The California Air Resources Board voted to accept a proposed Low Carbon Fuel Standard during a board meeting Thursday in Sacramento. The biofuels industry, in particular those involved in corn-based ethanol, has expressed concern about the proposal, which uses indirect land use models to score greenhouse gas emissions in a way that are biased against ethanol.
Many groups and experts from across the country have questioned the science being used to make those determinations and say incomplete and misguided research being used in the proposal will work against the U.S. government's goal of achieving energy independence through development of renewable fuels, particularly against Midwestern corn-based ethanol.
General Wesley Clark, co-chairman of biofuels group Growth Energy, says that adopting an LCFS that selectively applies one standard for biofuels and another for all other fuels, including gasoline, is not equitable, would cripple the ethanol industry and all but guarantee America's continued dependence on fossil fuels.
"They've ended up with a regulation which is essentially focused against corn-based ethanol as the primary liquid fuel alternative right now to gasoline," Clark said during a press conference prior to the CARB meeting. "It's an unfair singling out of one fuel, because it singles out the indirect effects of one fuel pathway and ignores the significant indirect effects of other fuels including petroleum. I think our ethanol industry can thrive in a low carbon fuel standard that has a level playing field, but the current regulation, which includes an empirically flawed calculation of only one fuel pathway, ethanol, just doesn't do that."
Clark received a letter from CARB Chairwoman Mary Nichols acknowledging that some of the provisions of the proposal are not complete and need to be further studied. She pledged to research the land use issue and adapt the rule in coming years.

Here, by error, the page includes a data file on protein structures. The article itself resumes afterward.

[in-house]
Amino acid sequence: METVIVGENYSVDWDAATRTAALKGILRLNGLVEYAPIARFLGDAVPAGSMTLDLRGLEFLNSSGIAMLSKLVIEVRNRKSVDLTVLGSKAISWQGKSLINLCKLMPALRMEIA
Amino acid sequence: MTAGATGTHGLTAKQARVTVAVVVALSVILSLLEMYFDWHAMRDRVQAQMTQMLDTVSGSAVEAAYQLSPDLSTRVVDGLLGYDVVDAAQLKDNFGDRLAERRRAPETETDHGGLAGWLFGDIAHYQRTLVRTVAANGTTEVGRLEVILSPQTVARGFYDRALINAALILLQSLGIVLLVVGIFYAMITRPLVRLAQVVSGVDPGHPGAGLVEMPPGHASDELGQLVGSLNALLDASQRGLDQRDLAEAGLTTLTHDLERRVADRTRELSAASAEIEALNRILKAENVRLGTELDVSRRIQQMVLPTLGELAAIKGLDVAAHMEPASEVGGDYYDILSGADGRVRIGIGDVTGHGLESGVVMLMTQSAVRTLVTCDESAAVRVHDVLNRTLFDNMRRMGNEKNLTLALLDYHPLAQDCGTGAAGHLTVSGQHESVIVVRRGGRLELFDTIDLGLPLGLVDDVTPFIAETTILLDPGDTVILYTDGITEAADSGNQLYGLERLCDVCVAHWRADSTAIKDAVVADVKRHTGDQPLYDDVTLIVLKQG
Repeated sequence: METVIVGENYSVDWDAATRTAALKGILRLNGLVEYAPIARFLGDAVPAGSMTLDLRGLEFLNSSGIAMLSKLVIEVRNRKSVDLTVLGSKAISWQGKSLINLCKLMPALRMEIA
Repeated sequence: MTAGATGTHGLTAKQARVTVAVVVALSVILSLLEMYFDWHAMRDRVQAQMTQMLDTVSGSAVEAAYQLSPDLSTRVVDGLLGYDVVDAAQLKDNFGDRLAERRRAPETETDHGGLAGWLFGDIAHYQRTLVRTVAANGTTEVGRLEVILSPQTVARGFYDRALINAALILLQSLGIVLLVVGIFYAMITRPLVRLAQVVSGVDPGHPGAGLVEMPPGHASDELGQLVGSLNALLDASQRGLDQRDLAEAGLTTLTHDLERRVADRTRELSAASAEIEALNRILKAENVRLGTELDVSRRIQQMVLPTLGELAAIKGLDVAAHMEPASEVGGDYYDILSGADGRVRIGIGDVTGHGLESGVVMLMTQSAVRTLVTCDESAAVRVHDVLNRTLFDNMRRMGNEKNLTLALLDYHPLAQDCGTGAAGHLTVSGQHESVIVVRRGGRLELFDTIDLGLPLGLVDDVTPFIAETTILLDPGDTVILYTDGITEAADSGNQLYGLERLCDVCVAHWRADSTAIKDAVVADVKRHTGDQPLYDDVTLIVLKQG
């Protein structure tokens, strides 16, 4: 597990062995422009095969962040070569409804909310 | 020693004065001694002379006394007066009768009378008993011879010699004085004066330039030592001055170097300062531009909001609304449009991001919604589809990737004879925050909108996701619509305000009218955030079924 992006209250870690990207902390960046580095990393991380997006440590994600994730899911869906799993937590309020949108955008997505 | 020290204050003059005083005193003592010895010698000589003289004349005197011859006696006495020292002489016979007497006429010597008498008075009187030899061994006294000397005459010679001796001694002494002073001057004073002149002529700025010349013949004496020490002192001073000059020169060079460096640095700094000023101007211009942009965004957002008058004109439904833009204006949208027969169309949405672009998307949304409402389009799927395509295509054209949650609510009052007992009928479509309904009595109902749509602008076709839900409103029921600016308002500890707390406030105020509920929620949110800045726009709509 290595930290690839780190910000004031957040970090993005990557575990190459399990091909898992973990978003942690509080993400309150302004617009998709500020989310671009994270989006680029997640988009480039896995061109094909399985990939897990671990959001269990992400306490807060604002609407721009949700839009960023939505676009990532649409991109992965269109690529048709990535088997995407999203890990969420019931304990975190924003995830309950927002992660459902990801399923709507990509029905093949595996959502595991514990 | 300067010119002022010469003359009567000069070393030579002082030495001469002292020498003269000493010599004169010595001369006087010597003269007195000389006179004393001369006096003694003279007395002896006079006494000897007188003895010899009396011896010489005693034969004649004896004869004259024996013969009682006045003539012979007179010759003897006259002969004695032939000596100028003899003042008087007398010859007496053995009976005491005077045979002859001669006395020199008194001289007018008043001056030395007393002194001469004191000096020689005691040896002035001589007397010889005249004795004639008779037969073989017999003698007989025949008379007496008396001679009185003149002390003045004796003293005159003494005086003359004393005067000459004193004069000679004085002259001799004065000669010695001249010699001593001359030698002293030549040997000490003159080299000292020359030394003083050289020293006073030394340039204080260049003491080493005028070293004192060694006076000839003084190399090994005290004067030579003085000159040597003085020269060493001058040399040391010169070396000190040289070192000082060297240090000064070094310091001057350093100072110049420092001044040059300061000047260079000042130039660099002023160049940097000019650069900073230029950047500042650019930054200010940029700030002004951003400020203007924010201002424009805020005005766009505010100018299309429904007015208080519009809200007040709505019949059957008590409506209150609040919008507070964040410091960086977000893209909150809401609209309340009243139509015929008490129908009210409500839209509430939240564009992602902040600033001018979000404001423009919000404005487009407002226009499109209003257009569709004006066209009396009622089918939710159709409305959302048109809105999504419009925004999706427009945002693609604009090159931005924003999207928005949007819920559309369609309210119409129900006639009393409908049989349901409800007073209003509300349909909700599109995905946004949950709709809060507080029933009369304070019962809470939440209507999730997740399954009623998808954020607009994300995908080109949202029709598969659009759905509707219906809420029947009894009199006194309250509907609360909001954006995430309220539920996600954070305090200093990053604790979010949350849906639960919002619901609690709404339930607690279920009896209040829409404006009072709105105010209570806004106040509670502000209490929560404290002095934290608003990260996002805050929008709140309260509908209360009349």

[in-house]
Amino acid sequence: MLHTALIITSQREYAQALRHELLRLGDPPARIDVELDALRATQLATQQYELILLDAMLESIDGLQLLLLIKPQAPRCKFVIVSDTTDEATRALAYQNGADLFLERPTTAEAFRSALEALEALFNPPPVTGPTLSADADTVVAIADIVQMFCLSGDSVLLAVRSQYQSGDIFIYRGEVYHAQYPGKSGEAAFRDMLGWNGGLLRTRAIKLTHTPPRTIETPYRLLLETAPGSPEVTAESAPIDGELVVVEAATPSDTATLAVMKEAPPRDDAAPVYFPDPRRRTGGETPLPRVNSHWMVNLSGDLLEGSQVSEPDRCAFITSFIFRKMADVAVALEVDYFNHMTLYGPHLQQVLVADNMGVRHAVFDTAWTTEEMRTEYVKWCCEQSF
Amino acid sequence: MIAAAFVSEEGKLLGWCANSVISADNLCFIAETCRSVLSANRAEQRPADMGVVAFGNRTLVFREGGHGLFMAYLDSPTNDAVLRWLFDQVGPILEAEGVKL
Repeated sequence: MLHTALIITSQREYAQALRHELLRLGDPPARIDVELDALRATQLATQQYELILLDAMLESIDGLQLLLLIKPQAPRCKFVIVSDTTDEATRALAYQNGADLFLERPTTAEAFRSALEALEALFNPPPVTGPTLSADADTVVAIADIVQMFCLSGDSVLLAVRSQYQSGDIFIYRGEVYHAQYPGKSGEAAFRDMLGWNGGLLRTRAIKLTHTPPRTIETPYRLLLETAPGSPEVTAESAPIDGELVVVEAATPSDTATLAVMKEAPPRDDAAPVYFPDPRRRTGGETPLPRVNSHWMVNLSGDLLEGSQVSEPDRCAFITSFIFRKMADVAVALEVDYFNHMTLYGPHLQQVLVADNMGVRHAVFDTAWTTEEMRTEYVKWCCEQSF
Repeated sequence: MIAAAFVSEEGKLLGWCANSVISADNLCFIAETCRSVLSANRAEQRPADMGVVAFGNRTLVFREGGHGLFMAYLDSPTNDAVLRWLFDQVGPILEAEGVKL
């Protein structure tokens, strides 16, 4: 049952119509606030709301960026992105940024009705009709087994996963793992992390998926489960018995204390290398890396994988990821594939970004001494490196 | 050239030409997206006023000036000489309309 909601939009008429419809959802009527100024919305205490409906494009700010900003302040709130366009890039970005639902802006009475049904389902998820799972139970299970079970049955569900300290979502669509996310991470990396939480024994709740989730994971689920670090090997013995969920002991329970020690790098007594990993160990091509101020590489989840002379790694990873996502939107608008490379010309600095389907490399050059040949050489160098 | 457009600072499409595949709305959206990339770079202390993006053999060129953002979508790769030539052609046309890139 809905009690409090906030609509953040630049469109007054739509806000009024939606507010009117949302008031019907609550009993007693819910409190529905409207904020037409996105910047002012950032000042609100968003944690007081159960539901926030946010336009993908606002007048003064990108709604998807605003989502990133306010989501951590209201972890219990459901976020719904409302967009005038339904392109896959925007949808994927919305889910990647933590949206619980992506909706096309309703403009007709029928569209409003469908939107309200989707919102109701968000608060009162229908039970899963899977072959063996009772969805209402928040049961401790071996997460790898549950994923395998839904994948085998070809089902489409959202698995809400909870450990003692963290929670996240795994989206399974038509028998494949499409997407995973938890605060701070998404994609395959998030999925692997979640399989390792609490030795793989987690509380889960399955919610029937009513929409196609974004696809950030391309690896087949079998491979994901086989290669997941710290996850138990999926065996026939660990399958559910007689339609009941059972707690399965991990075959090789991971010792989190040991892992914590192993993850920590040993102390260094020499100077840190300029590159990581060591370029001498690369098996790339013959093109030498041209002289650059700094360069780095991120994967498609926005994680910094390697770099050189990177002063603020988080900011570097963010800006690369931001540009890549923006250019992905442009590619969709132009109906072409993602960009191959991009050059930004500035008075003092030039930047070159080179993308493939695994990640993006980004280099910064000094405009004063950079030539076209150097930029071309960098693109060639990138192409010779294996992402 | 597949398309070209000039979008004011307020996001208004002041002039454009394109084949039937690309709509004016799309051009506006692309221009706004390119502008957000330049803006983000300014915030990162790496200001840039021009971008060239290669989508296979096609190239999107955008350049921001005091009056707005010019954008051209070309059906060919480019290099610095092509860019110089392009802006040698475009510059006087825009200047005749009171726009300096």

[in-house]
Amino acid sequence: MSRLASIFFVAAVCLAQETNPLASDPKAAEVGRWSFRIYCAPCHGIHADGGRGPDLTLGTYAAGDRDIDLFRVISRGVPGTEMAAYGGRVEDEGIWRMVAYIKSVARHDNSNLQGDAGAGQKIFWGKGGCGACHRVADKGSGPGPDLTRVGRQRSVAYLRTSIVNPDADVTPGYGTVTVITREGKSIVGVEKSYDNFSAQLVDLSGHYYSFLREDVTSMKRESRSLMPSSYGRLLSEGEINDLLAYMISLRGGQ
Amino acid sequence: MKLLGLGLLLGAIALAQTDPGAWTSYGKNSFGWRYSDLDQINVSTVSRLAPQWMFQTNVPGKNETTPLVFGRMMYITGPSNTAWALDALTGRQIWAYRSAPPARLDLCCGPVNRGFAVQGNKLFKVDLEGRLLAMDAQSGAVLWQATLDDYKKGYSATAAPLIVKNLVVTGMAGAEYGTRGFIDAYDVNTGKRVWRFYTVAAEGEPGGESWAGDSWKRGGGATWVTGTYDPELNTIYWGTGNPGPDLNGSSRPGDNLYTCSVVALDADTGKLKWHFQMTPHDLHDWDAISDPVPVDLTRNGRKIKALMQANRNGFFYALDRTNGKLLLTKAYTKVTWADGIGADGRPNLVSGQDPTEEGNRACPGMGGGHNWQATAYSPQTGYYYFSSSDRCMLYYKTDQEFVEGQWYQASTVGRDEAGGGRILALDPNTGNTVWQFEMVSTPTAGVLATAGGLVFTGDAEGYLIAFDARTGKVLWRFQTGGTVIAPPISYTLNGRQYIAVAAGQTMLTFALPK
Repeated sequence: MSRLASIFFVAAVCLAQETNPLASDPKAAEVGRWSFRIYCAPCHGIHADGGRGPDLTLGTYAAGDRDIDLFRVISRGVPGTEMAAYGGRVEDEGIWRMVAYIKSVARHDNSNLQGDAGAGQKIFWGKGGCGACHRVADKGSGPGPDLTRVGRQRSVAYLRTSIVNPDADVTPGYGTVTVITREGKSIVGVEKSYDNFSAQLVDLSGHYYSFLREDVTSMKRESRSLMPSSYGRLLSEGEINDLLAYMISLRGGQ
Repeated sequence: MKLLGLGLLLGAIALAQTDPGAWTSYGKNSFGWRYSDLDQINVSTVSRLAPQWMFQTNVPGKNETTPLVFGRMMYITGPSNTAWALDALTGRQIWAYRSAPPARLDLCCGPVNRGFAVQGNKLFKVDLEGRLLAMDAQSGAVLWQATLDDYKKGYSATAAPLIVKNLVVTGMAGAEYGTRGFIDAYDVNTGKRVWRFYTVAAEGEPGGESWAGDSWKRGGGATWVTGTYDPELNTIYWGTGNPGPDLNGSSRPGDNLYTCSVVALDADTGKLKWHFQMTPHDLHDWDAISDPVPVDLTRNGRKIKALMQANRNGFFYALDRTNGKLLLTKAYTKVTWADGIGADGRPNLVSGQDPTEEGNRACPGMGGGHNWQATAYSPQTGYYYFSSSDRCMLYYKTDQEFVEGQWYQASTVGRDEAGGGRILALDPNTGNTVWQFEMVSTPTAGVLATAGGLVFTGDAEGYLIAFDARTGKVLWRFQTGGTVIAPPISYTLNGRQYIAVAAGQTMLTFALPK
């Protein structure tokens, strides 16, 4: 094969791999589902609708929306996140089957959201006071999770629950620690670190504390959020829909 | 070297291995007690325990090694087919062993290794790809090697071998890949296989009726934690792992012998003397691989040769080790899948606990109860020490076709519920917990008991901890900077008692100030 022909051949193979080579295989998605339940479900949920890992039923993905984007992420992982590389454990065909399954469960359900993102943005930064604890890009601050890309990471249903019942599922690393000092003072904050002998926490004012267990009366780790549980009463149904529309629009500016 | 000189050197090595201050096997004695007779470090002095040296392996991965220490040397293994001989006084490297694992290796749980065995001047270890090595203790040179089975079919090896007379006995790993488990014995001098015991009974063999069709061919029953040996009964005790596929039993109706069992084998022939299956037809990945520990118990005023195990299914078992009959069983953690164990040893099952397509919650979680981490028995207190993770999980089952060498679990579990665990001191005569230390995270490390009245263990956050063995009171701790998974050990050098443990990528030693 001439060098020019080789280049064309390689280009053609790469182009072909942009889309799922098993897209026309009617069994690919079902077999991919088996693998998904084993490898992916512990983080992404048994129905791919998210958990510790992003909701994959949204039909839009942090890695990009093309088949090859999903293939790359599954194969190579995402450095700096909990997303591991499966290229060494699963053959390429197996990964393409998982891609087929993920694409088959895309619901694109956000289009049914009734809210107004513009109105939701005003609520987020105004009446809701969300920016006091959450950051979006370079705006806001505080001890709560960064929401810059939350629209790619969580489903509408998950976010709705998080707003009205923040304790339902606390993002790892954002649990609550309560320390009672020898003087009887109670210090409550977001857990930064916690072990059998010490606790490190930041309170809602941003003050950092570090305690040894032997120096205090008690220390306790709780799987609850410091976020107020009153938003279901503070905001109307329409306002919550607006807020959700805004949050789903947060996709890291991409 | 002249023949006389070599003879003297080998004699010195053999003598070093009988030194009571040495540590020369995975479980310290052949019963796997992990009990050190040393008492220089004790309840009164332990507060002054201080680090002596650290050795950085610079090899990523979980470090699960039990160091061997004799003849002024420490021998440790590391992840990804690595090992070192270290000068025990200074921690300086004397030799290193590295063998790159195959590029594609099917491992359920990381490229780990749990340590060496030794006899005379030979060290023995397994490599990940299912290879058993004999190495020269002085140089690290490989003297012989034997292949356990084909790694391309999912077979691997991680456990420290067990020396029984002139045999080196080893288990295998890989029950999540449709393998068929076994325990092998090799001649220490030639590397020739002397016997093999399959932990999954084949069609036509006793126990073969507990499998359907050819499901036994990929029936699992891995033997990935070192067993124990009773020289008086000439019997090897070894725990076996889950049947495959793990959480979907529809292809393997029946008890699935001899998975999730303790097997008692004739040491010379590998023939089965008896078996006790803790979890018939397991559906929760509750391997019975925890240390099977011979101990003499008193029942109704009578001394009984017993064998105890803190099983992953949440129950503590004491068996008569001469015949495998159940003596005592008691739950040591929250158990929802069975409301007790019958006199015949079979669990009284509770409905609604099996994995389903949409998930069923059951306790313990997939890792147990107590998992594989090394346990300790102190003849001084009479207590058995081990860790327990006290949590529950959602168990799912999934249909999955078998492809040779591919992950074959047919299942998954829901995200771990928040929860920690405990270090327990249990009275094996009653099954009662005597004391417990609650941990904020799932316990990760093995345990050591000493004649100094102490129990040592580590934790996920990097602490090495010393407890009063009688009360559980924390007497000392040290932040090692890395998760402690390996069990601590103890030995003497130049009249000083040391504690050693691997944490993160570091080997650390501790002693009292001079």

"I wanted to let you know that ARB firmly believes that corn ethanol will play an important role in helping California achieve the goals of the LCFS. The federal RFS already requires significant volumes of corn ethanol to be blended into gasoline and the quantity of corn ethanol in California is expected to reach nearly 2 billion gallons in 2010. We expect the current generation of corn ethanol fuels to play a significant role well into the next decade," Nichols wrote. " Please be assured that the Air Resources Board intends to continue to work with industry to ensure that corn ethanol, especially when produced from the new low-carbon pathways your industry is working on now, continues to play an important role in helping to address climate change and contributing to the energy security and economy of both California and the nation."
Clark said they are asking to Air Resources Board to take the time needed to study the indirect land use charges and evaluate the impact across the whole energy spectrum, not just single out biofuels. He says Chairwoman Nichol's letter indicates that is important.
In the letter Nichols outlined steps she is requesting of the board including committing to an ongoing investigation including input from outside experts to evaluate the land use and other indirect effect of all transportation fuels; harmonize where possible the data, modeling and values used for life-cycle analysis and land use change with the Environmental Protection Agency and European Commission; and expand upon an approach within the rule which allows suppliers of alternative fuels, including biofuels, to provide data and information to certify their feedstocks and fuel production processes.
"What we'd like to see is a modification of the regulations, the numbers there that specifically penalize corn-based ethanol," Clark said. "This industry has a definite contribution to make. Ultimately when we go to cellulosic ethanol we'll need a lot more ethanol than corn could ever hope to provide, but we won't get there if we single out and pick on America's corn-based ethanol producers. They are the essential pathway to cellulosic ethanol."